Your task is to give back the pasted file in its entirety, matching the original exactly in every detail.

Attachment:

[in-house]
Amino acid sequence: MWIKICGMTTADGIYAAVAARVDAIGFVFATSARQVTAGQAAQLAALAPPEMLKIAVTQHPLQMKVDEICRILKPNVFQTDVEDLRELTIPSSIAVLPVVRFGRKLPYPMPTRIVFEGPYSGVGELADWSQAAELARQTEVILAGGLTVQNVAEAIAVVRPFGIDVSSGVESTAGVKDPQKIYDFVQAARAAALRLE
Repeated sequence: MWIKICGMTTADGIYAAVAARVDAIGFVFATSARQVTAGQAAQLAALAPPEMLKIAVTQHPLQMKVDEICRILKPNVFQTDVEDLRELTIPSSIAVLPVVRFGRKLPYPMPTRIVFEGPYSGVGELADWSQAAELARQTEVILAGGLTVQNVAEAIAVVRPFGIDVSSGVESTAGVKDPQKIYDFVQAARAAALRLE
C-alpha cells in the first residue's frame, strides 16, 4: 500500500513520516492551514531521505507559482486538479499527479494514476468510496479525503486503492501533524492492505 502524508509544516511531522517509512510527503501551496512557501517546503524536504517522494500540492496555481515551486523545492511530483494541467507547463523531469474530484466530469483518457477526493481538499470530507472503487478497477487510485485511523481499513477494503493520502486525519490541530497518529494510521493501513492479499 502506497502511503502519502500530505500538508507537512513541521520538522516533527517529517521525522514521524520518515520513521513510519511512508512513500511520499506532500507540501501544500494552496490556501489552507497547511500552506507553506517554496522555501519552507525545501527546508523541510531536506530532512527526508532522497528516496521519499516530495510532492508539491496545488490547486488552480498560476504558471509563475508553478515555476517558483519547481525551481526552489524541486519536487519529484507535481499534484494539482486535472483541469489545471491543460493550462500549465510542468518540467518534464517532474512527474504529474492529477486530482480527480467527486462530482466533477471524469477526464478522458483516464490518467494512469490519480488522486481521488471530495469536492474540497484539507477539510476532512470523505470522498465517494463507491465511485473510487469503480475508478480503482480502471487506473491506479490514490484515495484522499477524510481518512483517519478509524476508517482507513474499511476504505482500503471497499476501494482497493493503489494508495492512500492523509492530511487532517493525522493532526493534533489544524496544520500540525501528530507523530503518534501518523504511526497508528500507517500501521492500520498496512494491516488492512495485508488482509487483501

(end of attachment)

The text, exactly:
[in-house]
Amino acid sequence: MWIKICGMTTADGIYAAVAARVDAIGFVFATSARQVTAGQAAQLAALAPPEMLKIAVTQHPLQMKVDEICRILKPNVFQTDVEDLRELTIPSSIAVLPVVRFGRKLPYPMPTRIVFEGPYSGVGELADWSQAAELARQTEVILAGGLTVQNVAEAIAVVRPFGIDVSSGVESTAGVKDPQKIYDFVQAARAAALRLE
Repeated sequence: MWIKICGMTTADGIYAAVAARVDAIGFVFATSARQVTAGQAAQLAALAPPEMLKIAVTQHPLQMKVDEICRILKPNVFQTDVEDLRELTIPSSIAVLPVVRFGRKLPYPMPTRIVFEGPYSGVGELADWSQAAELARQTEVILAGGLTVQNVAEAIAVVRPFGIDVSSGVESTAGVKDPQKIYDFVQAARAAALRLE
C-alpha cells in the first residue's frame, strides 16, 4: 500500500513520516492551514531521505507559482486538479499527479494514476468510496479525503486503492501533524492492505 502524508509544516511531522517509512510527503501551496512557501517546503524536504517522494500540492496555481515551486523545492511530483494541467507547463523531469474530484466530469483518457477526493481538499470530507472503487478497477487510485485511523481499513477494503493520502486525519490541530497518529494510521493501513492479499 502506497502511503502519502500530505500538508507537512513541521520538522516533527517529517521525522514521524520518515520513521513510519511512508512513500511520499506532500507540501501544500494552496490556501489552507497547511500552506507553506517554496522555501519552507525545501527546508523541510531536506530532512527526508532522497528516496521519499516530495510532492508539491496545488490547486488552480498560476504558471509563475508553478515555476517558483519547481525551481526552489524541486519536487519529484507535481499534484494539482486535472483541469489545471491543460493550462500549465510542468518540467518534464517532474512527474504529474492529477486530482480527480467527486462530482466533477471524469477526464478522458483516464490518467494512469490519480488522486481521488471530495469536492474540497484539507477539510476532512470523505470522498465517494463507491465511485473510487469503480475508478480503482480502471487506473491506479490514490484515495484522499477524510481518512483517519478509524476508517482507513474499511476504505482500503471497499476501494482497493493503489494508495492512500492523509492530511487532517493525522493532526493534533489544524496544520500540525501528530507523530503518534501518523504511526497508528500507517500501521492500520498496512494491516488492512495485508488482509487483501